melchior
Apr 23, 2003, 03:45 AM
Originally posted by Snowy_River
You know, I find it interesting that you didn't mention what I consider to be the vastly more dominant platform for things like cluster, namely Linux. Every cluster that I've ever dealt with (in one industry setting, two scientific settings, and two educational settings) were all Linux clusters. I don't think that I've ever even heard of a Windows cluster.


i was being more general than just clustering. i was referring to apple's whole "IBM-ish" direction they are taking as a sideline. xserve. xraid. xgrid. a little off topic, or at least a path that should be been explained... of course you would never run windows in a clustering grid, why would you want to? too much overhead, too unstable, blah blah blah. *nix is stable and flexible and has a small footprint.

mr. neuman said that this could good for designers. i guess we are talking video designers. i hope we are not saying that soon you'll need an xgrid to run photoshop. maybe just one for iphoto, imovie and itunes... :D but seriously, for say, users of say shake... they would design on the mac and then take the project over to their.... beowulf cluster :cool: on the other hand, it would be sweet to have an xserve, xraid and an xgrid in my basement. start my own animation company. be a major player with only $25,000 + the skills

and i did just have another thought... FCP is becoming more and more intensive. With Soundtrack Content and livetype content FCP4 is looking to be VERY render intensive. i also make this guess (and i can't wait to get my hands on it) because they have added a lot of features to avoid rendering until you really are ready to. so yeah, another reason to have an xraif under your desk - other than those chilli winter nights:D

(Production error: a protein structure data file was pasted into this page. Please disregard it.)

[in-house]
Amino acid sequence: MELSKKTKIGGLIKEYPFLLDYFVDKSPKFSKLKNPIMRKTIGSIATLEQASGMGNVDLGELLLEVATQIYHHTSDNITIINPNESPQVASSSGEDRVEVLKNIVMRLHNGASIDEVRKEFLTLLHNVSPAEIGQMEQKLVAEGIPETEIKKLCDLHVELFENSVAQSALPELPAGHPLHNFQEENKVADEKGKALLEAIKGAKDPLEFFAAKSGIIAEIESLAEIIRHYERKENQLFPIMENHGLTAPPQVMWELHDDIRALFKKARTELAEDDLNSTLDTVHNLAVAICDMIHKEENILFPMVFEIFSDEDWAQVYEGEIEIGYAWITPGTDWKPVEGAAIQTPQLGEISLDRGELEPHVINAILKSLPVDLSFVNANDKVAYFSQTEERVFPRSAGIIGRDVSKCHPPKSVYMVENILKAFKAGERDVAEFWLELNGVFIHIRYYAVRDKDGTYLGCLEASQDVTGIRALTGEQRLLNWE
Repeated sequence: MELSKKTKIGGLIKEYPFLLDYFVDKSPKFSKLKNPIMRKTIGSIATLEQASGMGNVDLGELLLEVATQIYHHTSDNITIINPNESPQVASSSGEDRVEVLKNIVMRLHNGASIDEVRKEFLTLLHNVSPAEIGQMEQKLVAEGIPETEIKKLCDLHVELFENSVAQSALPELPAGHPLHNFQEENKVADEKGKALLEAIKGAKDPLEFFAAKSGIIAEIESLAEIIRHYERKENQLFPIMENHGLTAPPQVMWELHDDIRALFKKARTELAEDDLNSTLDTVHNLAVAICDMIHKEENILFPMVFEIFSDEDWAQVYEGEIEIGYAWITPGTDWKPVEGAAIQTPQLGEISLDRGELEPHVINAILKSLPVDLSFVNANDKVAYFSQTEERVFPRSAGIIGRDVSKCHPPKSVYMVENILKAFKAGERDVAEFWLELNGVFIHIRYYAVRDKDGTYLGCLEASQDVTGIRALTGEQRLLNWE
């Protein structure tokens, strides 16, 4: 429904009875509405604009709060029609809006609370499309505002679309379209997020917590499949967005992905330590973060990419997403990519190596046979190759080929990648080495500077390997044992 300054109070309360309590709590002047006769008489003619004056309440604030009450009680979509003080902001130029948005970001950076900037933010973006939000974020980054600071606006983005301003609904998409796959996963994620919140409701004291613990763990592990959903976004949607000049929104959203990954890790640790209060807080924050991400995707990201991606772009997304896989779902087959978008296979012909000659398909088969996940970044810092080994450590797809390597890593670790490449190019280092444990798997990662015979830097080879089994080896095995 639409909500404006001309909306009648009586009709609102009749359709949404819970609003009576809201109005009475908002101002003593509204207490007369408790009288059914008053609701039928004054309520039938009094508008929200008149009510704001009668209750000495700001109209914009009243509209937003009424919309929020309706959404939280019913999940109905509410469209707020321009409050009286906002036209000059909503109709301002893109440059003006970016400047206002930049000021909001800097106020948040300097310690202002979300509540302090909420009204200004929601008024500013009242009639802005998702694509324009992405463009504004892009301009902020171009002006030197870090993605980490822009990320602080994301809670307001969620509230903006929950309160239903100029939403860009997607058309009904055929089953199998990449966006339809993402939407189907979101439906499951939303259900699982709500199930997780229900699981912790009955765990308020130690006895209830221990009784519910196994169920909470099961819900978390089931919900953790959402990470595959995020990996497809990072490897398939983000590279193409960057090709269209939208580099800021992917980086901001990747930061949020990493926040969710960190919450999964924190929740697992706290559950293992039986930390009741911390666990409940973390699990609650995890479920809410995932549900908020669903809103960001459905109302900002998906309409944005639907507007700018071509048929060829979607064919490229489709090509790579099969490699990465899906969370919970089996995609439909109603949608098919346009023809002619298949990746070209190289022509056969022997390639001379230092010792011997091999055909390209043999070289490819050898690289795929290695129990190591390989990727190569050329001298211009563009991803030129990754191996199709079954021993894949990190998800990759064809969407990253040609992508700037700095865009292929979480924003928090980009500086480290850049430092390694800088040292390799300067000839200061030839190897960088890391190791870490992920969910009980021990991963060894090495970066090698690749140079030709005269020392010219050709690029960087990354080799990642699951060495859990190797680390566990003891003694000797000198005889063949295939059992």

A@ron
Apr 23, 2003, 06:58 AM
Originally posted by MrMacman
Hm... may be good for buisness, but you never know do you?

Nope we never do but the fact that Shake 2 has this feature built in makes me believe that apple may not go toward the XGrid but rather toward seperate per application support. Comeon, I don't think I need MS Office running on XGrid :)

A@ron

dguisinger
Apr 23, 2003, 08:14 AM
Originally posted by Snowy_River
You know, I find it interesting that you didn't mention what I consider to be the vastly more dominant platform for things like cluster, namely Linux. Every cluster that I've ever dealt with (in one industry setting, two scientific settings, and two educational settings) were all Linux clusters. I don't think that I've ever even heard of a Windows cluster.

All of that said, I hope that Apple continues to push on in this direction. From what I've read, they could well develop this into a platform that can easily compete with everything else that's out there. :cool:

Never heard of a Windows Cluster? Thats what Windows Data Center was designed for, its actually pretty neat to see. Saw a demonstration when I was at the Windows 2000 launch a few years back. Especially since you could dynamically add / remove machines from the cluster in real-time, and watch graphs on how the cluster was performing.

ennerseed
Apr 23, 2003, 08:57 AM
Originally posted by melchior
i don't know... i have trouble seeing how anyone would choose apple for these kinds of applications....


doh- forgot to actually respond.

ppc chip's, unlike other's, processing power doesn't start a decling the more processors you add. in fact tests show there maybe no end to the amount of ppc processors that can be added.
where on other processors the power from adding starts to slow down, until some point it really won't make it any faster to add more processors.

melchior
Apr 23, 2003, 09:59 AM
Originally posted by ennerseed
doh- forgot to actually respond.

ppc chip's, unlike other's, processing power doesn't start a decling the more processors you add. in fact tests show there maybe no end to the amount of ppc processors that can be added.
where on other processors the power from adding starts to slow down, until some point it really won't make it any faster to add more processors.

that sounds particularly interesting. do you have a link i could head over to?

dguisinger
Apr 23, 2003, 10:06 AM
Originally posted by ennerseed
doh- forgot to actually respond.

ppc chip's, unlike other's, processing power doesn't start a decling the more processors you add. in fact tests show there maybe no end to the amount of ppc processors that can be added.
where on other processors the power from adding starts to slow down, until some point it really won't make it any faster to add more processors.